Mainstream Acceptance in Salem

Jason Pitzl-Waters —  April 14, 2008 — Leave a comment

A few days ago I mentioned a panel discussion on Wicca, Witchcraft, and Paganism taking place in Salem that featured author/journalist Margot Adler and Pagan activist Jerrie Hildebrand. Today, The Salem News reports back on the event, and paints a portrait of increasing mainstream acceptance.

“Witches get more respect than they used to here in the Witch City. That was a recurring theme among about 40 witches, pagans and Wiccans at a city-sponsored forum held Saturday night to educate the public and challenge stereotypes about their religion. Salem resident Mike Gleason said local witches are no longer shunned or feared. During Halloween, little kids ran up to him to ask questions. Ten years ago they cowered behind their parents … Throughout the evening, the panelists described a mainstreaming of their religion that they never dreamed possible.”

What else did the reporter (and us through reading her story) learn? Well, for one, some Witches are uneasy with the mainstreaming of their faith traditions.

“Nial Hartnett, a witch who lives in Danvers, wondered if this growing acceptance is a good thing. ‘You have mentioned the word ‘mainstreaming’ several times. I wonder if we are in danger of losing who we really are, the mystery and the magic,’ he said. ‘Maybe we don’t want to be like everyone else.’ But Hildebrand insisted that the freedoms gained to practice their religion will be lost unless they work within some official structures, like the federal government.”

Adler admitted that the community isn’t as “edgy” now, as it was when she got involved. Speaking of “edgy”, we also learned that an unnamed freelance writer for Modern Witch magazine thinks Witchcraft is a race.

“A freelance writer with Modern Witch magazine wanted to know if either woman thought it was racist to put a broom-riding witch logo on city police cruisers.”

The general consensus seemed to point to the witch logo, instead of being a point of contention, is actually pretty cool (something of a sea-change from the early days when an assortment of Wiccan crusaders sought to stamp out the Halloween witch). Hildebrand also spoke highly of the local high school team being “the Witches” (would that be the “Fighting Witches” or the “Hexing Witches” I wonder).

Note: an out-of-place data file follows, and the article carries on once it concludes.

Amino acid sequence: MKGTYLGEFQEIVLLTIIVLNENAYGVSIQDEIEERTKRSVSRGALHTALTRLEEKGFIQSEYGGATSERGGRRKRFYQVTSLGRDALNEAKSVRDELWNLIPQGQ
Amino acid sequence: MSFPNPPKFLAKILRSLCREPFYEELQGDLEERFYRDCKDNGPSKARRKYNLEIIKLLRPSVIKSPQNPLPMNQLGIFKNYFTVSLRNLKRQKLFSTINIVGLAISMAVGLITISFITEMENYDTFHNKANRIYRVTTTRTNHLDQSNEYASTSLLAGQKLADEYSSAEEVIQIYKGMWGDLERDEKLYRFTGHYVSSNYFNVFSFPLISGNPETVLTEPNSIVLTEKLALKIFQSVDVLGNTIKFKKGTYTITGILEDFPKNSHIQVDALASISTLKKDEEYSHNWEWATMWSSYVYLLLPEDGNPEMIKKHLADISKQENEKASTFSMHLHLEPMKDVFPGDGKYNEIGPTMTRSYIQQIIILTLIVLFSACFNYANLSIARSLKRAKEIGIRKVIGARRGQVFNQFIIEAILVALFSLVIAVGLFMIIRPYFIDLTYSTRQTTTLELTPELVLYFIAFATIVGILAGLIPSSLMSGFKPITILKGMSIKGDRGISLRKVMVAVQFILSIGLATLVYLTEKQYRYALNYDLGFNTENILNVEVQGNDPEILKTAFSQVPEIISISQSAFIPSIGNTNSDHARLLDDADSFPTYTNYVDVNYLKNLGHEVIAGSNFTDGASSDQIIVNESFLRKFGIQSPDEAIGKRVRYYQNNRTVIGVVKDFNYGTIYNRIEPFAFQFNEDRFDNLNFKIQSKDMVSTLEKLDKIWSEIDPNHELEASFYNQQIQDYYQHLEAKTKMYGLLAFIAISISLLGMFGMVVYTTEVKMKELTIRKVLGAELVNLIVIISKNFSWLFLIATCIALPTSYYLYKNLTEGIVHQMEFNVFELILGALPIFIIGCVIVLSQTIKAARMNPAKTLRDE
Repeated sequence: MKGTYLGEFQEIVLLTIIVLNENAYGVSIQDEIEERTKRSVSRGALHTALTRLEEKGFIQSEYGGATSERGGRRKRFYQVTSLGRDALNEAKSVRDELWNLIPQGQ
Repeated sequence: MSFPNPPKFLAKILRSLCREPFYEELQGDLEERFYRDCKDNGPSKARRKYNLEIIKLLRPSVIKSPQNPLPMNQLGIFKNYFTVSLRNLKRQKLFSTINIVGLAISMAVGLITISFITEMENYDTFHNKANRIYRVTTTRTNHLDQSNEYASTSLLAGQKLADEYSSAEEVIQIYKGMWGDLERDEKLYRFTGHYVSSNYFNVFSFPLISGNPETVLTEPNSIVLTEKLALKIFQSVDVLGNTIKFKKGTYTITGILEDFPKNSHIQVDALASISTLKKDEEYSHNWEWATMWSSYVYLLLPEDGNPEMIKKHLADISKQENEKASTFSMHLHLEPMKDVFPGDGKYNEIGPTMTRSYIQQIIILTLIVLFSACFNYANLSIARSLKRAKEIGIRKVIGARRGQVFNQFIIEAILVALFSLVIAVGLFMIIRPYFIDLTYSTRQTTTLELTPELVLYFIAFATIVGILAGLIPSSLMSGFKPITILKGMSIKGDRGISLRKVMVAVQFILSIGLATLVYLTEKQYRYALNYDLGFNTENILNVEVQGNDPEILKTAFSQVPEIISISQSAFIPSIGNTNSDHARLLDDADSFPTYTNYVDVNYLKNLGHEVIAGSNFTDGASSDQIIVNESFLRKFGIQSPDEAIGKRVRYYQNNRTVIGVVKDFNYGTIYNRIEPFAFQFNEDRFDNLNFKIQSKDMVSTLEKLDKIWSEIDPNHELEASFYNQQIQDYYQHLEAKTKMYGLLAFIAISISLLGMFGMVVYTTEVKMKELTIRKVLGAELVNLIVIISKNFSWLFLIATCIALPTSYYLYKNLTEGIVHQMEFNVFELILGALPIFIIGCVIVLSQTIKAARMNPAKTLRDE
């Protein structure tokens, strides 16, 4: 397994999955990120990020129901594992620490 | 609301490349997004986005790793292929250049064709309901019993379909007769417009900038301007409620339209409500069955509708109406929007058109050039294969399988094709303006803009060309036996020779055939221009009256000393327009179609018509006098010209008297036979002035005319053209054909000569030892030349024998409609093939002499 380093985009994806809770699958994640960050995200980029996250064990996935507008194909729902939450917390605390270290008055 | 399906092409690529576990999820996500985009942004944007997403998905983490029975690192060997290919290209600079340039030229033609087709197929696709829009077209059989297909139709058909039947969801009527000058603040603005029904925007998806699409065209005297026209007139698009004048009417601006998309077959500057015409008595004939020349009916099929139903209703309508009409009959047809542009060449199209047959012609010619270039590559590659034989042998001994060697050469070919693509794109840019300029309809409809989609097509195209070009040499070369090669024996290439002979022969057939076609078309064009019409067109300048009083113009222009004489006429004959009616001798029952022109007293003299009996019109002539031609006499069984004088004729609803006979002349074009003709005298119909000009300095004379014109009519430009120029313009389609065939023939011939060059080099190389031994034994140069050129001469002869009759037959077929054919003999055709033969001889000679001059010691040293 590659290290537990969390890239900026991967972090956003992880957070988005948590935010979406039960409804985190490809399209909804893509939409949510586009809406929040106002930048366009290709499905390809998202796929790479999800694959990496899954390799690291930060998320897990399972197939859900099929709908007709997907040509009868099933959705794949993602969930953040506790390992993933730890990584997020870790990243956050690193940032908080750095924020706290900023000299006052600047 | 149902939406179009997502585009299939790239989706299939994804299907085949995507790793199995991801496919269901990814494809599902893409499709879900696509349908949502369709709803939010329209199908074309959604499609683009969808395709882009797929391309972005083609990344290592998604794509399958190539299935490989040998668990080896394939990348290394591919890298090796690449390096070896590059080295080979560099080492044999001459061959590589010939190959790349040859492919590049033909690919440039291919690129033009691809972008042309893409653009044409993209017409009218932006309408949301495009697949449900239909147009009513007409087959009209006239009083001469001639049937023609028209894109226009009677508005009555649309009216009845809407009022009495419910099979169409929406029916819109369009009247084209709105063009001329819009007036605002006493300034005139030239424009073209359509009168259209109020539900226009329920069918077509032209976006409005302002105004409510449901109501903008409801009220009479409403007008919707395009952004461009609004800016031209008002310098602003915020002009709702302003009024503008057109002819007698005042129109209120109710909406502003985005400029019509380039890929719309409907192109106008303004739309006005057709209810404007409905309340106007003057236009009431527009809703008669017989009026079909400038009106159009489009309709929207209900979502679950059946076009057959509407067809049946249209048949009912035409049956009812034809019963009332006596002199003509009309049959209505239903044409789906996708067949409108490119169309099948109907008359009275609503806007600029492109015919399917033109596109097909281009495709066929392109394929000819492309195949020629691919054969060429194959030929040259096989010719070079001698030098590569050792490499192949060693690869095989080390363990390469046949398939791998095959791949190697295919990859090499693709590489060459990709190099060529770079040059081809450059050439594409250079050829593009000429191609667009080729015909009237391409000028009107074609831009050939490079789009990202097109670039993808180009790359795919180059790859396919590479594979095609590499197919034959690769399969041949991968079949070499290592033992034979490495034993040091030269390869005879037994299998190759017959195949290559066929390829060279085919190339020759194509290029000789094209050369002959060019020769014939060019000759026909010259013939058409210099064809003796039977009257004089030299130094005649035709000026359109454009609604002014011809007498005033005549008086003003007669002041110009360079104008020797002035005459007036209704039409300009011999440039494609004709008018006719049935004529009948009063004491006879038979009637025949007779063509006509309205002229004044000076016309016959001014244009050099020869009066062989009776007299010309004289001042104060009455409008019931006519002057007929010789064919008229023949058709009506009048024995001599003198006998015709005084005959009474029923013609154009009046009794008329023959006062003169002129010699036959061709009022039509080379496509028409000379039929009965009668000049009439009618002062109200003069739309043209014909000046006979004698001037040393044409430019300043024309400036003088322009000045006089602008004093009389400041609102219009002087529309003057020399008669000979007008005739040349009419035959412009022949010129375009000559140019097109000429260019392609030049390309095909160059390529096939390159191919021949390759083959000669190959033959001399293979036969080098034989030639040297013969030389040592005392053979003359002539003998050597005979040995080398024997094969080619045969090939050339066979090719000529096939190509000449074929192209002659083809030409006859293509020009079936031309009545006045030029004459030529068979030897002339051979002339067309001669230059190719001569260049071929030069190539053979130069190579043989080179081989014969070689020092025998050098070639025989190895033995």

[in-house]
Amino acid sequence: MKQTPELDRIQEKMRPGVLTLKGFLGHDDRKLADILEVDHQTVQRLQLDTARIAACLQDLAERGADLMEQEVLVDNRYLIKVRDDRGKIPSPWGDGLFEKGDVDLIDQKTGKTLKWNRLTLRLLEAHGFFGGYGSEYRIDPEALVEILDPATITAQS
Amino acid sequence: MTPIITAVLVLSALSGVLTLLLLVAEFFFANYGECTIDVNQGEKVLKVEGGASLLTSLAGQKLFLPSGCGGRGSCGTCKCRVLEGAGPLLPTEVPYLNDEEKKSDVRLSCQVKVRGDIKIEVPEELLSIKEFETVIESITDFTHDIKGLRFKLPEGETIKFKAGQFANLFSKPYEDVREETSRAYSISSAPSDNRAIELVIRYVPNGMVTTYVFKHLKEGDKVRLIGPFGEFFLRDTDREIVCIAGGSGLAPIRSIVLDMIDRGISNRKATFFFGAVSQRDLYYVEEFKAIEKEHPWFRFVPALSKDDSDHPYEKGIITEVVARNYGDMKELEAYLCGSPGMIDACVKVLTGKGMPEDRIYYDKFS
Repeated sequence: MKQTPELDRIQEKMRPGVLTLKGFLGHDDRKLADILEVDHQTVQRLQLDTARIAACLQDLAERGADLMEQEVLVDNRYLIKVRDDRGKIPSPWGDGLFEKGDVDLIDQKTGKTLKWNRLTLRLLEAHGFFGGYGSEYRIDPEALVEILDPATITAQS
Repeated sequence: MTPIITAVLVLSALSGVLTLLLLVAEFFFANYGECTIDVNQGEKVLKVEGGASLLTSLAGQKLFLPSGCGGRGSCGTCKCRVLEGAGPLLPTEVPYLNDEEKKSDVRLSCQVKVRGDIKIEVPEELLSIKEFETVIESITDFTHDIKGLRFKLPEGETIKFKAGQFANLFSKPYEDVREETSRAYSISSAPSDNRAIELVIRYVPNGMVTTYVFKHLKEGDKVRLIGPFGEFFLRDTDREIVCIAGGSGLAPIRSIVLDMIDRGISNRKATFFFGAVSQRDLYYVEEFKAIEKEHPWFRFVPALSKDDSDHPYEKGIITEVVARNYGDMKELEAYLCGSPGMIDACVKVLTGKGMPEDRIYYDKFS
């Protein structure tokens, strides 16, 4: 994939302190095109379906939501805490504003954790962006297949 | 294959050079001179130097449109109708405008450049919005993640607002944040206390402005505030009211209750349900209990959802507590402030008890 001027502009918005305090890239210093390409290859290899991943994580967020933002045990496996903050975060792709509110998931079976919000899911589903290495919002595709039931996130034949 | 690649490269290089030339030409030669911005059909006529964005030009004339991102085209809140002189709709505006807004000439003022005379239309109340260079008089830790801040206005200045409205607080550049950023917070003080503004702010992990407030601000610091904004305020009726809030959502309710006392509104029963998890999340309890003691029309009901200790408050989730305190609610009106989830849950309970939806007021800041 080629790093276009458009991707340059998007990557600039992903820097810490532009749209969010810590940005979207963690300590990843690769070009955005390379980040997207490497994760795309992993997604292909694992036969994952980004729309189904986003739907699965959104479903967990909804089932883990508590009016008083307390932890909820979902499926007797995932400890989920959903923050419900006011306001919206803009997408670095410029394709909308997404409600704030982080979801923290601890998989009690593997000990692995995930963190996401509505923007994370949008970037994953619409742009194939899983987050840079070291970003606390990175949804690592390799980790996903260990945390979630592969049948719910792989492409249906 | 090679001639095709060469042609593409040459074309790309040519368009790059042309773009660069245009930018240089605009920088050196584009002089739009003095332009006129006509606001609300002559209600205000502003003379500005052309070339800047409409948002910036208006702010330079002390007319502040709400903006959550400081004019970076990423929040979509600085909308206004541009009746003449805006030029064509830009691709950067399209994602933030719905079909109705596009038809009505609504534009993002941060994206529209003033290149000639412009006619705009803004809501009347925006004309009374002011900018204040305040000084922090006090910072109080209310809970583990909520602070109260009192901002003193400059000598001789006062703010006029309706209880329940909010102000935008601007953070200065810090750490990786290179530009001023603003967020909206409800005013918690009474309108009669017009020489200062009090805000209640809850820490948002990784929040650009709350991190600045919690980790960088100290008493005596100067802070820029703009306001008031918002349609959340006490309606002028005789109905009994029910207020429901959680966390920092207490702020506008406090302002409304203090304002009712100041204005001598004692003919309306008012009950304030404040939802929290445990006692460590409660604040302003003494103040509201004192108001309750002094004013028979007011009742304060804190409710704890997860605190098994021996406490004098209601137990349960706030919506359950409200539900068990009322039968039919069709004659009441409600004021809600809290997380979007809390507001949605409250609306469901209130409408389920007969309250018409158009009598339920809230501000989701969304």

Another big topic was Wicca and Witchcraft in Salem, where things are good, but not without repercussions.

“In Salem, the city has benefited from a witch-friendly mayor, Hildebrand said. Recently, Hildebrand wrote a short piece about the modern-day witch that was included in the city’s official tourism guide for the first time. In a further sign of her religion’s growing legitimacy, Hildebrand serves as the first Wiccan chaplain for the state Department of Correction … Here in Salem there’s more tolerance, but also a higher standard placed on witches, Hildebrand said. She said she would be reluctant to report a hate crime, not out of fear, but because she would worry that the media would sensationalize the case, and witches around the country would be harmed. “It’s embarrassing sometimes when I have to listen to what other people think a Salem witch is,” she said.”

You have to wonder if Hildebrand was thinking of the recent Salem “psychic wars” when she formulated her response. Like it or not, when people think “real live Witches”, they think of Salem. While sensationalist press coverage is always a problem, I’m not sure that refusing to report a hate crime would be a good response. Justice should always be served, even if it comes with the occasional embarrassing media interview.

On the whole, the event seemed very positive and productive. The real challenge now is to work towards having such consciousness-raising events outside places with Pagan-friendly politicians and large active communities, and into the places where education is desperately needed. Perhaps someday soon we’ll see a Pagan-focused barnstorming tour across the country, visiting places where Pagans don’t dare come out of the closet. Until then, this panel discussion is a great first step. Congratulations to the organizers and participants.

Jason Pitzl-Waters

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